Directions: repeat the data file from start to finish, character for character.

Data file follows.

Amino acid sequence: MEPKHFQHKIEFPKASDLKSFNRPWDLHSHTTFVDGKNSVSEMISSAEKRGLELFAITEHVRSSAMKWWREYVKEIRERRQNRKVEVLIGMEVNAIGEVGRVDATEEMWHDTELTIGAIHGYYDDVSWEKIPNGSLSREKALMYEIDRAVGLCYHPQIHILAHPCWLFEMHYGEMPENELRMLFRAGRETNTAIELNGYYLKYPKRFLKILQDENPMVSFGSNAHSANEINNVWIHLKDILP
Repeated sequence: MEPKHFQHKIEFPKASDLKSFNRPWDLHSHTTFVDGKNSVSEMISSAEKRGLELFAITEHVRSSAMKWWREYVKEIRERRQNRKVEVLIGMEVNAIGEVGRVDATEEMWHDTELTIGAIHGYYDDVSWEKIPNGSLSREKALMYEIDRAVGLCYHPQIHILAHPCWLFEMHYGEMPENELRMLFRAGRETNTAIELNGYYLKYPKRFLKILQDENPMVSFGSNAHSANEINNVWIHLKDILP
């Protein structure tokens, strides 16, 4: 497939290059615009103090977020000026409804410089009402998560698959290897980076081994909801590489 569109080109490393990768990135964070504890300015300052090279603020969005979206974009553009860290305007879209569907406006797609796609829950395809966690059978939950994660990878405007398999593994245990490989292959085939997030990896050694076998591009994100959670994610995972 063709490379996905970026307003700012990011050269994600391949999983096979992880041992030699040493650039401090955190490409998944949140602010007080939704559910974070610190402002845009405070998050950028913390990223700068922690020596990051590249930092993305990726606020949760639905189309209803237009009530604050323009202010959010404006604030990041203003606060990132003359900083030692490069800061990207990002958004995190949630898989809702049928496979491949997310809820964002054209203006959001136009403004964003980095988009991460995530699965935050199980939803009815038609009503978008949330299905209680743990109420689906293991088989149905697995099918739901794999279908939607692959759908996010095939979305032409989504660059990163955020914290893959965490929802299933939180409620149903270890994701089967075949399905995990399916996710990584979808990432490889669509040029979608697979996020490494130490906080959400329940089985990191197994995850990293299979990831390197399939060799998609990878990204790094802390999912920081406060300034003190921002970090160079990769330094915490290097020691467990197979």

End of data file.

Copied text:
Amino acid sequence: MEPKHFQHKIEFPKASDLKSFNRPWDLHSHTTFVDGKNSVSEMISSAEKRGLELFAITEHVRSSAMKWWREYVKEIRERRQNRKVEVLIGMEVNAIGEVGRVDATEEMWHDTELTIGAIHGYYDDVSWEKIPNGSLSREKALMYEIDRAVGLCYHPQIHILAHPCWLFEMHYGEMPENELRMLFRAGRETNTAIELNGYYLKYPKRFLKILQDENPMVSFGSNAHSANEINNVWIHLKDILP
Repeated sequence: MEPKHFQHKIEFPKASDLKSFNRPWDLHSHTTFVDGKNSVSEMISSAEKRGLELFAITEHVRSSAMKWWREYVKEIRERRQNRKVEVLIGMEVNAIGEVGRVDATEEMWHDTELTIGAIHGYYDDVSWEKIPNGSLSREKALMYEIDRAVGLCYHPQIHILAHPCWLFEMHYGEMPENELRMLFRAGRETNTAIELNGYYLKYPKRFLKILQDENPMVSFGSNAHSANEINNVWIHLKDILP
């Protein structure tokens, strides 16, 4: 497939290059615009103090977020000026409804410089009402998560698959290897980076081994909801590489 569109080109490393990768990135964070504890300015300052090279603020969005979206974009553009860290305007879209569907406006797609796609829950395809966690059978939950994660990878405007398999593994245990490989292959085939997030990896050694076998591009994100959670994610995972 063709490379996905970026307003700012990011050269994600391949999983096979992880041992030699040493650039401090955190490409998944949140602010007080939704559910974070610190402002845009405070998050950028913390990223700068922690020596990051590249930092993305990726606020949760639905189309209803237009009530604050323009202010959010404006604030990041203003606060990132003359900083030692490069800061990207990002958004995190949630898989809702049928496979491949997310809820964002054209203006959001136009403004964003980095988009991460995530699965935050199980939803009815038609009503978008949330299905209680743990109420689906293991088989149905697995099918739901794999279908939607692959759908996010095939979305032409989504660059990163955020914290893959965490929802299933939180409620149903270890994701089967075949399905995990399916996710990584979808990432490889669509040029979608697979996020490494130490906080959400329940089985990191197994995850990293299979990831390197399939060799998609990878990204790094802390999912920081406060300034003190921002970090160079990769330094915490290097020691467990197979």